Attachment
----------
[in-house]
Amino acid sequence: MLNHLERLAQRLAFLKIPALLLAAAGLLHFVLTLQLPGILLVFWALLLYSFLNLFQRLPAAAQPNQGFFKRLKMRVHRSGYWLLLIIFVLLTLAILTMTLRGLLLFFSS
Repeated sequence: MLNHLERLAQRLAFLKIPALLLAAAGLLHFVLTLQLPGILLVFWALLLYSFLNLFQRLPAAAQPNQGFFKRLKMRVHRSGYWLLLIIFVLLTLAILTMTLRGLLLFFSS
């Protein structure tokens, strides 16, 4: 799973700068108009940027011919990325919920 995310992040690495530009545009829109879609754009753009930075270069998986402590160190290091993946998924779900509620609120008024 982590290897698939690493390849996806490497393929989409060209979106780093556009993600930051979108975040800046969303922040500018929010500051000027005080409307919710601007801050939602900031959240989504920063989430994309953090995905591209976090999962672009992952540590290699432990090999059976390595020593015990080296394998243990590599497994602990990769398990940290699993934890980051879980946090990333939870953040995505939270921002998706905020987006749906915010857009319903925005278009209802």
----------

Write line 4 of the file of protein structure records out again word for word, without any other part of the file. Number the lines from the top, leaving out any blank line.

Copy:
């Protein structure tokens, strides 16, 4: 799973700068108009940027011919990325919920 995310992040690495530009545009829109879609754009753009930075270069998986402590160190290091993946998924779900509620609120008024 982590290897698939690493390849996806490497393929989409060209979106780093556009993600930051979108975040800046969303922040500018929010500051000027005080409307919710601007801050939602900031959240989504920063989430994309953090995905591209976090999962672009992952540590290699432990090999059976390595020593015990080296394998243990590599497994602990990769398990940290699993934890980051879980946090990333939870953040995505939270921002998706905020987006749906915010857009319903925005278009209802």